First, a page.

Fat burners, Ribose, Ginseng, Inosine, Colostrum,

Banned or at high risk of contamination

Maca root powders, Ephedrine, DHEA

and for athletes, or any active individual, these should not be considered a substitute for food. Sports supplements are a form of ergogenic aid taken because they are believed to improve or increase performance. We know that most supplements will not work for most sportspeople and many have a harmful effect on performance. This is why we take a food-first approach, dissecting the diet, the time of eating and how we eat to achieve results.

players, simple messages are key. For example, calcium is important for bone development, so we recommend three portions of dairy foods per day and promote that to parents in our structured education sessions. Players from different nationalities have their own cultural beliefs which we enjoy working with. For example, we have more players who are vegetarian in the modern game and they require intervention to source their nutrition in a different way.


Ultimately, the winning formula for any athlete involves establishing nutritional goals and then translating these goals into dietary strategies which are tried and tested during day-to-day training. I am a big believer in culinary nutrition. Cooking from scratch is the first-line most influential change an athlete can make to improve health, long-term risk of disease and, in the short term, performance. My advice to players and coaches alike, is to develop their own routine in relation to well-planned food intake. In football today, a dietitian leads the way on hydration testing, looking at micronutrient levels in blood results with the Club Doctor and MDT work, arranging hotel menus for away trips and dealing with players who have diabetes, asthma, or food intolerances. There is a big focus on energy usage information from the second 45 minutes of games, even more so for the end of the fixture. Most goals in football are scored in the last 10 minutes, when games are won and lost. For this reason we show players, using video examples, that nutrition can be the difference between winning and losing. That is as good a reason as any, to make sure everyone in the sporting family enjoys the benefits that food can give us.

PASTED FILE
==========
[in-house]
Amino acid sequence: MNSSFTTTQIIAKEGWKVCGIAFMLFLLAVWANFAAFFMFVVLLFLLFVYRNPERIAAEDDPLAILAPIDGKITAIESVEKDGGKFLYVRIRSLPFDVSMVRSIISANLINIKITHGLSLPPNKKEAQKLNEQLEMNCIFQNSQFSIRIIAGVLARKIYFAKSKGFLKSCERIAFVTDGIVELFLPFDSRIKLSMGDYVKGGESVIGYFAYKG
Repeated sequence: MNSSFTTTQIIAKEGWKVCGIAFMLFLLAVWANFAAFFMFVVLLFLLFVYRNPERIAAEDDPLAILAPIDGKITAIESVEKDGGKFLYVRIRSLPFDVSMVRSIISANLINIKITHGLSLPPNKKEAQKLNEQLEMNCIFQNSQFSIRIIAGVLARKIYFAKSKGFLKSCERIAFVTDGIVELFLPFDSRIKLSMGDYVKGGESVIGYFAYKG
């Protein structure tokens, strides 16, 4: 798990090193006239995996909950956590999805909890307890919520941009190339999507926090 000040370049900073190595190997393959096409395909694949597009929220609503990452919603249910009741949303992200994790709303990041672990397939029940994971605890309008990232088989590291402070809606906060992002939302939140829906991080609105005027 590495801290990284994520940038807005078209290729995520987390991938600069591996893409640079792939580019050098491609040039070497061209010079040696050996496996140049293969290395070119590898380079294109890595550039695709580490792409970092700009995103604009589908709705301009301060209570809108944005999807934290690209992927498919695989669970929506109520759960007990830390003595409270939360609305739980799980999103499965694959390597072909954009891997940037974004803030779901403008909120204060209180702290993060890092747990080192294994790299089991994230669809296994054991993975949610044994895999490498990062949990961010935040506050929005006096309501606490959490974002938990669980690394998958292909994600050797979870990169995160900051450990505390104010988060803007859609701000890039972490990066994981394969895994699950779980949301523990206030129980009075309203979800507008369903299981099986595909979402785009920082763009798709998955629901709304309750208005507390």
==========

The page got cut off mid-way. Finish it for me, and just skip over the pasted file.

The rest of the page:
Many fad diets peddled by so-called celebrities tend to focus on manipulation of carbohydrate or protein in one guise or another. As dietitians, we know that no one way is correct and every athlete is different. Many will not benefit from ‘cutting’ practices (for example, removal of carbohydrate from the diet is linked to injury). Fat is probably the most ‘bashed’ nutrient of them all. Fat has been given a ‘bad’ name among athletes without dietetic support, but when we talk about fat as a fuel it takes on a different connotation. Free fatty acids (FFA) increase in the body towards the end of a football match at the most important time. Fats are an important part of cell membranes and are vital to absorb fat soluble vitamins A, D, E and K. The focus needs to be on the right types of fat, more specifically monosaturated and polyunsaturated (omega n-3). Micronutrients can play a huge role in the performance of athletes. IRON DEFICIENCY

Iron deficiency is common in athletes; we need them to understand the role of iron in transporting oxygen in the blood as haemoglobin and in the muscles as myoglobin. For younger

THE WINNING FORMULA July 2018 - Issue 136


Issue 136 dieitians in football  
Issue 136 dieitians in football